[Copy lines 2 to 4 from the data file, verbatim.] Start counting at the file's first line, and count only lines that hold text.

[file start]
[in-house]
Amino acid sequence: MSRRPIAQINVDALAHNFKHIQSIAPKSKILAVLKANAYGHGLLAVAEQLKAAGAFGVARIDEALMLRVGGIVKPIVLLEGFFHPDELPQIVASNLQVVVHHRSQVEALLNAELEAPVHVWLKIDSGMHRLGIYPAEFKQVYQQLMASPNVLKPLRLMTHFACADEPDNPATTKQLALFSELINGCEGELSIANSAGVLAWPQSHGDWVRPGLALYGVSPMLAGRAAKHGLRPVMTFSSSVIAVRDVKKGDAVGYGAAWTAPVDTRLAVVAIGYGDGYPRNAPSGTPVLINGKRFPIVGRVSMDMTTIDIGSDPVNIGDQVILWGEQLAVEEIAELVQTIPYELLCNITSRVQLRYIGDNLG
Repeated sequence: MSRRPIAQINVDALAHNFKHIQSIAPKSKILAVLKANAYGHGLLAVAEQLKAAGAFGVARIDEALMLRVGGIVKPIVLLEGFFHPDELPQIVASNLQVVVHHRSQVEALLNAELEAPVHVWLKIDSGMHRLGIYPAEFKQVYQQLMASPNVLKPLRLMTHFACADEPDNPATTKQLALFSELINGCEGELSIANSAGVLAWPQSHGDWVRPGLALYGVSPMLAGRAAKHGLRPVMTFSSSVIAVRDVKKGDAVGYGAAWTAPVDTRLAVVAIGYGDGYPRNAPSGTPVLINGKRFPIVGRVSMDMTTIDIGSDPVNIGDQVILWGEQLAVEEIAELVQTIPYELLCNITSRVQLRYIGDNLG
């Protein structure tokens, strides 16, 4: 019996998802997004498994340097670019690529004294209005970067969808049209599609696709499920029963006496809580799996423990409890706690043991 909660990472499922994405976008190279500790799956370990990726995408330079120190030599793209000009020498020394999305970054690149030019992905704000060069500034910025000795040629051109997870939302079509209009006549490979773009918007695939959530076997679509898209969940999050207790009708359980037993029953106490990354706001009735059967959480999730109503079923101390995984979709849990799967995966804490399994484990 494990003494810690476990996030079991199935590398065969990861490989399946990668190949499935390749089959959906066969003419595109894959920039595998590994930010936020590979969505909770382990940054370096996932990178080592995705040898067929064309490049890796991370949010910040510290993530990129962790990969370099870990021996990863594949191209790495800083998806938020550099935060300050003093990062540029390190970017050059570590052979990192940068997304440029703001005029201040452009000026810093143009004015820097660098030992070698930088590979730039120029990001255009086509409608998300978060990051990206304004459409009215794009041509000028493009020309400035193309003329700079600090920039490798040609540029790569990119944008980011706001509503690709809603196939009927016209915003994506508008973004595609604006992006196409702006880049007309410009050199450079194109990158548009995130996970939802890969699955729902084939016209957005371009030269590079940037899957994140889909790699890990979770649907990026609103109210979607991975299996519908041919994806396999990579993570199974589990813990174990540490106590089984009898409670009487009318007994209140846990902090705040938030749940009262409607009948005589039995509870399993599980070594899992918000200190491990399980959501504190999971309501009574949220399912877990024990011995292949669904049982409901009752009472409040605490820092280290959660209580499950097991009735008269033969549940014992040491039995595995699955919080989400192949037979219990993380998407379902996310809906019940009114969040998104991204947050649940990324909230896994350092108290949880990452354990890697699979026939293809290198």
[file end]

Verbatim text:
Amino acid sequence: MSRRPIAQINVDALAHNFKHIQSIAPKSKILAVLKANAYGHGLLAVAEQLKAAGAFGVARIDEALMLRVGGIVKPIVLLEGFFHPDELPQIVASNLQVVVHHRSQVEALLNAELEAPVHVWLKIDSGMHRLGIYPAEFKQVYQQLMASPNVLKPLRLMTHFACADEPDNPATTKQLALFSELINGCEGELSIANSAGVLAWPQSHGDWVRPGLALYGVSPMLAGRAAKHGLRPVMTFSSSVIAVRDVKKGDAVGYGAAWTAPVDTRLAVVAIGYGDGYPRNAPSGTPVLINGKRFPIVGRVSMDMTTIDIGSDPVNIGDQVILWGEQLAVEEIAELVQTIPYELLCNITSRVQLRYIGDNLG
Repeated sequence: MSRRPIAQINVDALAHNFKHIQSIAPKSKILAVLKANAYGHGLLAVAEQLKAAGAFGVARIDEALMLRVGGIVKPIVLLEGFFHPDELPQIVASNLQVVVHHRSQVEALLNAELEAPVHVWLKIDSGMHRLGIYPAEFKQVYQQLMASPNVLKPLRLMTHFACADEPDNPATTKQLALFSELINGCEGELSIANSAGVLAWPQSHGDWVRPGLALYGVSPMLAGRAAKHGLRPVMTFSSSVIAVRDVKKGDAVGYGAAWTAPVDTRLAVVAIGYGDGYPRNAPSGTPVLINGKRFPIVGRVSMDMTTIDIGSDPVNIGDQVILWGEQLAVEEIAELVQTIPYELLCNITSRVQLRYIGDNLG
């Protein structure tokens, strides 16, 4: 019996998802997004498994340097670019690529004294209005970067969808049209599609696709499920029963006496809580799996423990409890706690043991 909660990472499922994405976008190279500790799956370990990726995408330079120190030599793209000009020498020394999305970054690149030019992905704000060069500034910025000795040629051109997870939302079509209009006549490979773009918007695939959530076997679509898209969940999050207790009708359980037993029953106490990354706001009735059967959480999730109503079923101390995984979709849990799967995966804490399994484990 494990003494810690476990996030079991199935590398065969990861490989399946990668190949499935390749089959959906066969003419595109894959920039595998590994930010936020590979969505909770382990940054370096996932990178080592995705040898067929064309490049890796991370949010910040510290993530990129962790990969370099870990021996990863594949191209790495800083998806938020550099935060300050003093990062540029390190970017050059570590052979990192940068997304440029703001005029201040452009000026810093143009004015820097660098030992070698930088590979730039120029990001255009086509409608998300978060990051990206304004459409009215794009041509000028493009020309400035193309003329700079600090920039490798040609540029790569990119944008980011706001509503690709809603196939009927016209915003994506508008973004595609604006992006196409702006880049007309410009050199450079194109990158548009995130996970939802890969699955729902084939016209957005371009030269590079940037899957994140889909790699890990979770649907990026609103109210979607991975299996519908041919994806396999990579993570199974589990813990174990540490106590089984009898409670009487009318007994209140846990902090705040938030749940009262409607009948005589039995509870399993599980070594899992918000200190491990399980959501504190999971309501009574949220399912877990024990011995292949669904049982409901009752009472409040605490820092280290959660209580499950097991009735008269033969549940014992040491039995595995699955919080989400192949037979219990993380998407379902996310809906019940009114969040998104991204947050649940990324909230896994350092108290949880990452354990890697699979026939293809290198």